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Project-Based Learning and Collaboration among STEM, Arts, Business, and the Community: Launch Lab Case Study

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2020 ASEE North Central Section conference


Morgantown, West Virginia

Publication Date

March 27, 2020

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March 27, 2020

End Date

May 20, 2020

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Jason Zapka Youngstown State University

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Jason Zapka is an Assistant Professor of Electrical Engineering Technology at Youngstown State University.

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John Martin Youngstown State University

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John Martin is an Associate Professor of Mechanical Engineering Technology at Youngstown State University.

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STEM students’ mastery of the knowledge, skills, and abilities within the silo of their academic discipline does not necessarily correlate to their early career success. Students who have become accustomed to providing the “one right answer”, solving a problem using the “one correct approach”, and collaborating only with peers in their major, may struggle applying themselves after graduation. Unlike in school, in the workforce, performance will require context for how one’s own work fits within the complex multi-faceted project-based goals of their organization. Furthermore, technical employees must be able to effectively communicate and collaborate with diverse experts from other disciplines, such as business and the arts. Therefore, students given the opportunity to learn through project-based learning (PBL), an integrated education that includes the arts with STEM (STEAM), as well as interdisciplinary group-dependent work will be more successful. Launch Lab, an initiative started three years ago, was founded at our university to create enhanced project-based, multi-disciplinary learning opportunities for students while also delivering value to both the university its community. Launch lab operates an additive manufacturing makerspace that provides several students part-time jobs and services to students and faculty. Membership, participation, and funding for the Launch Lab are shared among the colleges of business, arts, and STEM. Each year, dozens of students participate in diverse real-world projects which have included helping a local company to design replacement parts for antique furniture restoration, applying additive manufacturing to produce metal-cast coat hooks with the university logo for use on campus, and designing an outdoor engineering display. Some students receive course credit for participation while some receive part-time wages. Project teams are comprised of STEM, art, and business students and faculty, and sometimes community members. Providing students interdisciplinary, project-based learning opportunities in a university setting is rewarding, yet it can be challenging. We will describe how our Launch lab was formed and structured. We will also discuss factors that enable our ongoing success and provide advice on overcoming inevitable challenges. Topics will include university support, leadership, funding, faculty engagement, community networking, student recruitment, project selection criteria, project duration, and student assessment. We believe that our Launch Lab organization is an important and valuable model for how a university can ensure the long-term career success of their students.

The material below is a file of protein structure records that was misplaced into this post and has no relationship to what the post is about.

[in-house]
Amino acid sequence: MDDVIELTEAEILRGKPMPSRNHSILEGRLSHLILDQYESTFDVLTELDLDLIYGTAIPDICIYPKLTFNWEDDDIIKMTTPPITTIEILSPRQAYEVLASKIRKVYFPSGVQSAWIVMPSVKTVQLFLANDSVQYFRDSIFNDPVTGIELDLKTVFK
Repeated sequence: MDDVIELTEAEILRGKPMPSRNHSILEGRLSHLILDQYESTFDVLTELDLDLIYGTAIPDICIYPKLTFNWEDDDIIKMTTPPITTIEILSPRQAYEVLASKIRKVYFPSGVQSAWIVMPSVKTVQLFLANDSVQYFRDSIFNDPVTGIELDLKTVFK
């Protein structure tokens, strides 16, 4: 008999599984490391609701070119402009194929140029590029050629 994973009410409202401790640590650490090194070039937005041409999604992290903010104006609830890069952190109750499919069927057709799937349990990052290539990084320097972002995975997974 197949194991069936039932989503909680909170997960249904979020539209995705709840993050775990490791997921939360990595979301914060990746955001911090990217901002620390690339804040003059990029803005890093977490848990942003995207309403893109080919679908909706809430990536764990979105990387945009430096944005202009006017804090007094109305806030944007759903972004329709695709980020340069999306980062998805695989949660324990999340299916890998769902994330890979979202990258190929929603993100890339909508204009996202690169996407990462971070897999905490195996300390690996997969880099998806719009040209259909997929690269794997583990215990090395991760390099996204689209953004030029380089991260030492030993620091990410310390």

Zapka, J., & Martin, J. (2020, March), Project-Based Learning and Collaboration among STEM, Arts, Business, and the Community: Launch Lab Case Study Paper presented at 2020 ASEE North Central Section conference, Morgantown, West Virginia.

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